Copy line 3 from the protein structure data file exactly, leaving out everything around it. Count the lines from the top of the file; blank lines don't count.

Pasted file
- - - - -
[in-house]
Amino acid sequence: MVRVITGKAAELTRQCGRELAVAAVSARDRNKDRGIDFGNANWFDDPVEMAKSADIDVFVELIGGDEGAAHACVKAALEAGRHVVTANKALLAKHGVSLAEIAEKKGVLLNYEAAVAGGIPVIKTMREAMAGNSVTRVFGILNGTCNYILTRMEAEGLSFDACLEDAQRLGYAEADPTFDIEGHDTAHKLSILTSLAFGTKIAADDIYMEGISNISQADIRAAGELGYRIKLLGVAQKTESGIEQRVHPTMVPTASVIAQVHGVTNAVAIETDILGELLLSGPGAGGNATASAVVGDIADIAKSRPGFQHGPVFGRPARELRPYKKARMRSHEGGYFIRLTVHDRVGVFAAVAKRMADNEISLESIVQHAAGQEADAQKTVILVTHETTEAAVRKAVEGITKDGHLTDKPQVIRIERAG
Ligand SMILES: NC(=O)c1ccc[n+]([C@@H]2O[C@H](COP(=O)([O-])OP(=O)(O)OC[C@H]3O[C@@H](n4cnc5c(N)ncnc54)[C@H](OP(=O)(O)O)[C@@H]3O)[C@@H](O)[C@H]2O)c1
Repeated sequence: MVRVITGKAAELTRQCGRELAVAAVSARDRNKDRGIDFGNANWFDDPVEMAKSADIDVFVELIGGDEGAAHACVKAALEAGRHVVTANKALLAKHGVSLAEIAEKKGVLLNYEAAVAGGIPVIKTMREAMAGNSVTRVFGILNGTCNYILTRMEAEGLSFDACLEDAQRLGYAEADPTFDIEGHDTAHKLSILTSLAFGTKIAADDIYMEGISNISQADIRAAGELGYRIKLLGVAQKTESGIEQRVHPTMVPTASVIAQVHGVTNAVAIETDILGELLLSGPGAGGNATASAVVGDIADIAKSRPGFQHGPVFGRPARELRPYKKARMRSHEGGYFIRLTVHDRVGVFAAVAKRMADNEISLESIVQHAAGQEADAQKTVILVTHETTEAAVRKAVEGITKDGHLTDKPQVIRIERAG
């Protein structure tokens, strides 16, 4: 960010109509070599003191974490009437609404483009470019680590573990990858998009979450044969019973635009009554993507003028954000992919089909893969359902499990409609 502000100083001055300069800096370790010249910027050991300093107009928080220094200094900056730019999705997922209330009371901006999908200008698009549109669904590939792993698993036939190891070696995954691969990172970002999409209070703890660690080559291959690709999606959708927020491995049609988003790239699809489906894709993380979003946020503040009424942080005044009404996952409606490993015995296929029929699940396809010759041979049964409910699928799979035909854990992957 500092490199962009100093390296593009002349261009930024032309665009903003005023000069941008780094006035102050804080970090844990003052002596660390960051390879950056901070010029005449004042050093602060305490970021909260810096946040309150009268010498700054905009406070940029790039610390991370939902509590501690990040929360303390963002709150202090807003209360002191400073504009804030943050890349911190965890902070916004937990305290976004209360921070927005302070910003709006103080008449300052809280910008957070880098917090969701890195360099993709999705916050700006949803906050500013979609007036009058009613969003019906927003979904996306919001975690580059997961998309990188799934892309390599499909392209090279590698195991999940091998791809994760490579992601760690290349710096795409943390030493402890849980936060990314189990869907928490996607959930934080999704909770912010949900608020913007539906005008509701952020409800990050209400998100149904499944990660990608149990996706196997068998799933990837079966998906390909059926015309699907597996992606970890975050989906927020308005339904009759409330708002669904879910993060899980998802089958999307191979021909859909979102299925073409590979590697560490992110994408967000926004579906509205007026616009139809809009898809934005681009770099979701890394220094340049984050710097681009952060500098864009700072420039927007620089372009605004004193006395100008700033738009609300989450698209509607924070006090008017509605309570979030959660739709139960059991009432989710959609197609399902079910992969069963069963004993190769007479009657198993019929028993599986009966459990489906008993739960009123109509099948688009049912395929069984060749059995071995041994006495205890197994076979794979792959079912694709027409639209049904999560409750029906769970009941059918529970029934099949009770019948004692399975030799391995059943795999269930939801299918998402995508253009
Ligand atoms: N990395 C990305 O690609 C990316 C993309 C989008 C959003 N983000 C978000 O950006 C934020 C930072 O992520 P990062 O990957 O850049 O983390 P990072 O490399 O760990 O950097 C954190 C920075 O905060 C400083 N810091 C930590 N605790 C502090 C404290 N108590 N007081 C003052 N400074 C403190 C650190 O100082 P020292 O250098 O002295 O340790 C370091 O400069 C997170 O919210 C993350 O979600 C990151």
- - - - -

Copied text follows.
Ligand SMILES: NC(=O)c1ccc[n+]([C@@H]2O[C@H](COP(=O)([O-])OP(=O)(O)OC[C@H]3O[C@@H](n4cnc5c(N)ncnc54)[C@H](OP(=O)(O)O)[C@@H]3O)[C@@H](O)[C@H]2O)c1